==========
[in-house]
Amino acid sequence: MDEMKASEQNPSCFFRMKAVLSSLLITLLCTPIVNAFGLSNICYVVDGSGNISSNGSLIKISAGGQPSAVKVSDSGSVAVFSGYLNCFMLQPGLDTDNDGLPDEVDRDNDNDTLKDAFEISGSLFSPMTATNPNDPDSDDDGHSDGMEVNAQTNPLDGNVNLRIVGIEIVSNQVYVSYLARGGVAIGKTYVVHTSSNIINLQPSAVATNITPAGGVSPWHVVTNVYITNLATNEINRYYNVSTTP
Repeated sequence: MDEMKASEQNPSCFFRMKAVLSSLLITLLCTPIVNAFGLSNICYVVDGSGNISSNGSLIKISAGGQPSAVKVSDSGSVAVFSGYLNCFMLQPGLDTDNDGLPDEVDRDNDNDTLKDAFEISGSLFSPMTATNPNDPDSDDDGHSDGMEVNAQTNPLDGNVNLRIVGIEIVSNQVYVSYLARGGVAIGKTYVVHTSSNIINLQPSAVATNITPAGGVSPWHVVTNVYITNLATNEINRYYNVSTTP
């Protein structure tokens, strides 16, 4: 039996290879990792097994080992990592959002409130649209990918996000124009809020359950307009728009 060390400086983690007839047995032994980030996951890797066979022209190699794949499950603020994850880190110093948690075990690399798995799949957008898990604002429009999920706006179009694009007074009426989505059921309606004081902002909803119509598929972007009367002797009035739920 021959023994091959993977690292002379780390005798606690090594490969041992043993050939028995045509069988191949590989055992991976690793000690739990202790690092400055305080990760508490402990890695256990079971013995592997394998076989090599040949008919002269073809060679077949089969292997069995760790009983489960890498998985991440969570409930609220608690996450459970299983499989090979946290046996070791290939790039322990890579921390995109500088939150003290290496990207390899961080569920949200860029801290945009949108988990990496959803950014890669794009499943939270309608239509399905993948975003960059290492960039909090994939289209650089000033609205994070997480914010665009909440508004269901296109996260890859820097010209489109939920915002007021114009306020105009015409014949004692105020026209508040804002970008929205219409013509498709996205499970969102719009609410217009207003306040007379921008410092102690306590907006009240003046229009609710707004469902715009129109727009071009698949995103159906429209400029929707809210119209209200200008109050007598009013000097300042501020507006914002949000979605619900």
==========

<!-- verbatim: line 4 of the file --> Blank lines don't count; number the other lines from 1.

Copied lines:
């Protein structure tokens, strides 16, 4: 039996290879990792097994080992990592959002409130649209990918996000124009809020359950307009728009 060390400086983690007839047995032994980030996951890797066979022209190699794949499950603020994850880190110093948690075990690399798995799949957008898990604002429009999920706006179009694009007074009426989505059921309606004081902002909803119509598929972007009367002797009035739920 021959023994091959993977690292002379780390005798606690090594490969041992043993050939028995045509069988191949590989055992991976690793000690739990202790690092400055305080990760508490402990890695256990079971013995592997394998076989090599040949008919002269073809060679077949089969292997069995760790009983489960890498998985991440969570409930609220608690996450459970299983499989090979946290046996070791290939790039322990890579921390995109500088939150003290290496990207390899961080569920949200860029801290945009949108988990990496959803950014890669794009499943939270309608239509399905993948975003960059290492960039909090994939289209650089000033609205994070997480914010665009909440508004269901296109996260890859820097010209489109939920915002007021114009306020105009015409014949004692105020026209508040804002970008929205219409013509498709996205499970969102719009609410217009207003306040007379921008410092102690306590907006009240003046229009609710707004469902715009129109727009071009698949995103159906429209400029929707809210119209209200200008109050007598009013000097300042501020507006914002949000979605619900």